When we were calculating the circumference of the earth,

our calculation was based entirely on the assumption that the sun's rays struck

Alexandria and Syene parallel.

Let's examine just how true or how good that assumption was.

Now, the drawing I've drawn here is totally out of scale.

I've drawn the earth huge and only a section of it.

I've drawn the sun absurdly tiny and much, much too close to earth.

For the sake of the geometry, this picture will work.

Now, we know that the distance from the earth to the sun is about 150,000,000 km.

Eratosthenes knew that the distance from Syene to Alexandria.

This distance was about 5000 stadia.

Remember 1 stadion is equal to about 185 meters.

I want to know what's this angle.

The reason why I want to know what this angle is

is because this angle somehow quantifies how parallel these lines are.

If they're truly parallel, this angle would be zero degrees.

This line would be coming in at the exact same orientation as this line.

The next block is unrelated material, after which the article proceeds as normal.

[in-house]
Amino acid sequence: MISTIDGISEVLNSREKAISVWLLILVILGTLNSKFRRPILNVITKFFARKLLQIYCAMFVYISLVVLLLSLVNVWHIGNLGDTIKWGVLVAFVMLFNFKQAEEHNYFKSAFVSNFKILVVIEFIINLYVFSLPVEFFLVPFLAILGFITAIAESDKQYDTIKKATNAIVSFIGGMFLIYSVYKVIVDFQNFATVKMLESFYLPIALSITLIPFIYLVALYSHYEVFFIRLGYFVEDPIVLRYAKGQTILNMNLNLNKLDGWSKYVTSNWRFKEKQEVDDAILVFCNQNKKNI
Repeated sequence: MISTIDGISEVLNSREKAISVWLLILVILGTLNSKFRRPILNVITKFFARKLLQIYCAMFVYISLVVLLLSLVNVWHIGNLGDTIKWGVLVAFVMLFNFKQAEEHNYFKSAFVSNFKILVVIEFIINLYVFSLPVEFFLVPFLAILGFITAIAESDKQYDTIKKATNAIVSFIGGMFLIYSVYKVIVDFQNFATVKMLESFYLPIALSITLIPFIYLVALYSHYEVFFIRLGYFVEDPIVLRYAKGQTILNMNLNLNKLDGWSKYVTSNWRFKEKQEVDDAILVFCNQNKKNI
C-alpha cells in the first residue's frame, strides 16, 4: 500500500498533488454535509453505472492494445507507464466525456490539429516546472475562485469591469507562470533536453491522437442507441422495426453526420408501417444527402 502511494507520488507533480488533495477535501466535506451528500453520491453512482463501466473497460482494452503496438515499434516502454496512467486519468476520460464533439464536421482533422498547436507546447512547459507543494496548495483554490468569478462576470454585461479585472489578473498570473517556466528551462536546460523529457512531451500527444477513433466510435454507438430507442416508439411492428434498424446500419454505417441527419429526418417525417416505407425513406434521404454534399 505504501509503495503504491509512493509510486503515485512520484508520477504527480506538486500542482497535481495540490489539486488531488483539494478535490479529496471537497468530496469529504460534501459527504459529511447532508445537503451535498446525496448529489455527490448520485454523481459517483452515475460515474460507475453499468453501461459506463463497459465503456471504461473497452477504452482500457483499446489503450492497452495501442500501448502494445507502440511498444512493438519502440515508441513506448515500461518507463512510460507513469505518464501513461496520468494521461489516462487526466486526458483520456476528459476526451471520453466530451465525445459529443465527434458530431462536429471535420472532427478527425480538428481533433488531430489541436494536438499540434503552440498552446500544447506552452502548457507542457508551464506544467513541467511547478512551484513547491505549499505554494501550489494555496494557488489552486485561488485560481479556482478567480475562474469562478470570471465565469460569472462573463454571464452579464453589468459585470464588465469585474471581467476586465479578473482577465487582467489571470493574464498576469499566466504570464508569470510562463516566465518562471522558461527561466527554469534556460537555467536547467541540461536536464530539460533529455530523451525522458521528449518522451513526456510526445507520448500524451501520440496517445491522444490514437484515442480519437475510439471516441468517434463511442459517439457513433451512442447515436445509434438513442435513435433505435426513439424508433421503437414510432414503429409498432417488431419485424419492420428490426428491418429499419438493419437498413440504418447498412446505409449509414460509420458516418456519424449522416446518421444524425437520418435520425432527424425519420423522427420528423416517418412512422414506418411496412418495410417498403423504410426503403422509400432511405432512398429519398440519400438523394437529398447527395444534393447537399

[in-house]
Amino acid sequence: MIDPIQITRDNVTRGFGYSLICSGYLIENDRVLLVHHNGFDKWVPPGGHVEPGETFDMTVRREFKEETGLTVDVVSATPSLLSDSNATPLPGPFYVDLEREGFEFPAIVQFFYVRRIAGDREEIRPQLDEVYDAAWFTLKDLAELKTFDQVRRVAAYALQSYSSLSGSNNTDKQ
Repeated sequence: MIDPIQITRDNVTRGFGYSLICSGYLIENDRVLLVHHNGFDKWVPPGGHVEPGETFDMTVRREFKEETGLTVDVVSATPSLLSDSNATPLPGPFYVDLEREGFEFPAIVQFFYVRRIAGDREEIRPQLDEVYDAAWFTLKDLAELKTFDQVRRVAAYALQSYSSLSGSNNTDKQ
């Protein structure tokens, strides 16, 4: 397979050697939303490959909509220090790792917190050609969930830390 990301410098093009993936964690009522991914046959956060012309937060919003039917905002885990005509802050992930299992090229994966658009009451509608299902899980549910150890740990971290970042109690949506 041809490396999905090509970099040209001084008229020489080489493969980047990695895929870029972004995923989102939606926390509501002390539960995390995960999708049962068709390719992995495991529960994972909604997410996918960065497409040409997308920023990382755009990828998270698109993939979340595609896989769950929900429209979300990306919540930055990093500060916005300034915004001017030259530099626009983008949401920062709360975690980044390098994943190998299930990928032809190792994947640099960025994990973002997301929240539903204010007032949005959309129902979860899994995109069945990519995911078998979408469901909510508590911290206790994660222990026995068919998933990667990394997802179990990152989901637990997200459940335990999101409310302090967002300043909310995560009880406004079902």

Any deviation from 0 represents some error,

and we want to make sure that if it does deviate from zero

that it's still quite a small number.

For this problem, you're going to want to assume that this is a right triangle,

even though it doesn't quite look like one.

If we drew this more to scale, you would see that it truly is very close to being a right triangle.

So, we can still use our trigonometry.

Using the fact that this distance is 150 million km,

which you could say is the length of this leg here, if you like,

or that leg, since these are equal.

You know this length is 5000 stadia.

Can you tell me what's this angle?

We'll call this angle α.

Give your answer in degrees.

For this problem, I actually want you to round to 5 decimal places.